Everyone knows that travel can change one’s perspective, but for Jessica Gergen (B.S. Biology), that has proved to be especially true. “As soon as I got my undergraduate degree, I traveled to Freetown, Sierra Leone, and helped to build public-health programs for a small, grassroots non-government organization to improve community engagement surrounding endemic infectious diseases,” she says.
The work led her to scuttle plans to attend medical school in favor of a career in public health. Currently near completion of a master’s degree program in the international health department at the Johns Hopkins Bloomberg School of Public Health, she recently worked as a Global Health Fellow intern for the United States Agency for International Development (USAID). She has also continued to travel, including the completion of a practicum project in Bangladesh. “I worked for the Center for Communication Programs, helping monitor and evaluate an electronic health (eHealth) pilot for rural community health workers,” she says.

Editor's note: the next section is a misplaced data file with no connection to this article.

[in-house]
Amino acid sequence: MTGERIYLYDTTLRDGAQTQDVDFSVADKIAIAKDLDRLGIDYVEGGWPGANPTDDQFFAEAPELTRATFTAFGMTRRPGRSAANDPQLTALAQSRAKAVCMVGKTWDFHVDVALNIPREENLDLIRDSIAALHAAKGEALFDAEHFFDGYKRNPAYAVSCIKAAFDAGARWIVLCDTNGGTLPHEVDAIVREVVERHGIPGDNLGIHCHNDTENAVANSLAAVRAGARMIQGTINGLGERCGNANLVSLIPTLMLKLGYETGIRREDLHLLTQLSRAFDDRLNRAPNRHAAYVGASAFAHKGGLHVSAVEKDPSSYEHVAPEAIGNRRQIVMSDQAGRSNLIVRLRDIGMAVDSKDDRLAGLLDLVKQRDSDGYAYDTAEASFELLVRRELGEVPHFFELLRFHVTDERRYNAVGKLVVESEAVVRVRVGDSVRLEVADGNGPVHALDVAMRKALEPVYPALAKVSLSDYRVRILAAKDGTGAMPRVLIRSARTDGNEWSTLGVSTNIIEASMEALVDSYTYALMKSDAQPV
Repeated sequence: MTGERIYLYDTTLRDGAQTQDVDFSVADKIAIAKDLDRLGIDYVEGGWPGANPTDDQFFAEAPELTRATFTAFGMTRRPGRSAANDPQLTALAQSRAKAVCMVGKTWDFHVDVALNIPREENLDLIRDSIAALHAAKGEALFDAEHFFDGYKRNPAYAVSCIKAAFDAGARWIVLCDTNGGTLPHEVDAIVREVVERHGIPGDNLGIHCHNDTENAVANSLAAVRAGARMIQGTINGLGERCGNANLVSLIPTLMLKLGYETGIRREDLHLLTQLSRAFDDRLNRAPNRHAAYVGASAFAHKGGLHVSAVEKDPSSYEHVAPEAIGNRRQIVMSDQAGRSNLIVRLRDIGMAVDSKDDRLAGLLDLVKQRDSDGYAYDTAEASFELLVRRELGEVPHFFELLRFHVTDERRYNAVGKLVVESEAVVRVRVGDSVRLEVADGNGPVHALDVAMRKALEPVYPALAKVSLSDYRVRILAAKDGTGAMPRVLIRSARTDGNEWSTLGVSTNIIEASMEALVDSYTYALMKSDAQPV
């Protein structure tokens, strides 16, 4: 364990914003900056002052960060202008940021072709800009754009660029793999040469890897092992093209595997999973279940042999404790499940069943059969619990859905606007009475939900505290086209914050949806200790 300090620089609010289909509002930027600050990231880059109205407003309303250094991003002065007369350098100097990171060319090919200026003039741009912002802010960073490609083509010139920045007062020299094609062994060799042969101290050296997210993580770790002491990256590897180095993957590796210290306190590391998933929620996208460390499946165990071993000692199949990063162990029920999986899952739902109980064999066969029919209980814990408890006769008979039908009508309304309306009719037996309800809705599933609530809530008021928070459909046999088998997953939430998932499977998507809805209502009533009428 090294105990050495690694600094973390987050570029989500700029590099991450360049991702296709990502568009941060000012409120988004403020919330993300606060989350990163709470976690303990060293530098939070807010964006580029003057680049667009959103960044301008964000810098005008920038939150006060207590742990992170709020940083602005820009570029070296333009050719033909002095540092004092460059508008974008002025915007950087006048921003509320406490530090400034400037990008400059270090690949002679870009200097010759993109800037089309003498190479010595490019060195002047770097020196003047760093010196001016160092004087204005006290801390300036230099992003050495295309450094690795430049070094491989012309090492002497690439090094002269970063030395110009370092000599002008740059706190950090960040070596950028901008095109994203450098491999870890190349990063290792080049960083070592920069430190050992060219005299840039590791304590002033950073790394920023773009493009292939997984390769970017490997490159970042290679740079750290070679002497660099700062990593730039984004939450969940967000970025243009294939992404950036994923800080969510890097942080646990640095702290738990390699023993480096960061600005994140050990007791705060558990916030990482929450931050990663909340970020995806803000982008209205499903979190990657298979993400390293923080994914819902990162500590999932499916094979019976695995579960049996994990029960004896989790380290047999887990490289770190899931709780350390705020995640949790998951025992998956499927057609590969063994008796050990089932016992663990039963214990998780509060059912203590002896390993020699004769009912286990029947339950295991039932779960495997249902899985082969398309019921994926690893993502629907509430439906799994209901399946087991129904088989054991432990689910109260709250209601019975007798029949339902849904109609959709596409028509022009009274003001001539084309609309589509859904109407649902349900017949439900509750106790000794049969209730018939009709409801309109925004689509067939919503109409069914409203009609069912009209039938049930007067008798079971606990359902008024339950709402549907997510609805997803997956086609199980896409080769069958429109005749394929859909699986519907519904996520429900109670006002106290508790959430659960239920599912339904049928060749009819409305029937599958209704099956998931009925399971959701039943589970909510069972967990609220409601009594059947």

“My long-term goal is to change the funding platform of public health, so the relationship between donors, private businesses and non-profit organizations is one of collaboration instead of competitive duplication,” she says.
Gergen’s travels have certainly brought her a deeper world view. “One of the major benefits of traveling to resource-poor settings is that I’m more encouraged to have a perspective of gratitude,” she says. “I try to keep things in perspective. When I’m worried about an upcoming test or when I’m running late for a meeting, I try to keep that in mind.”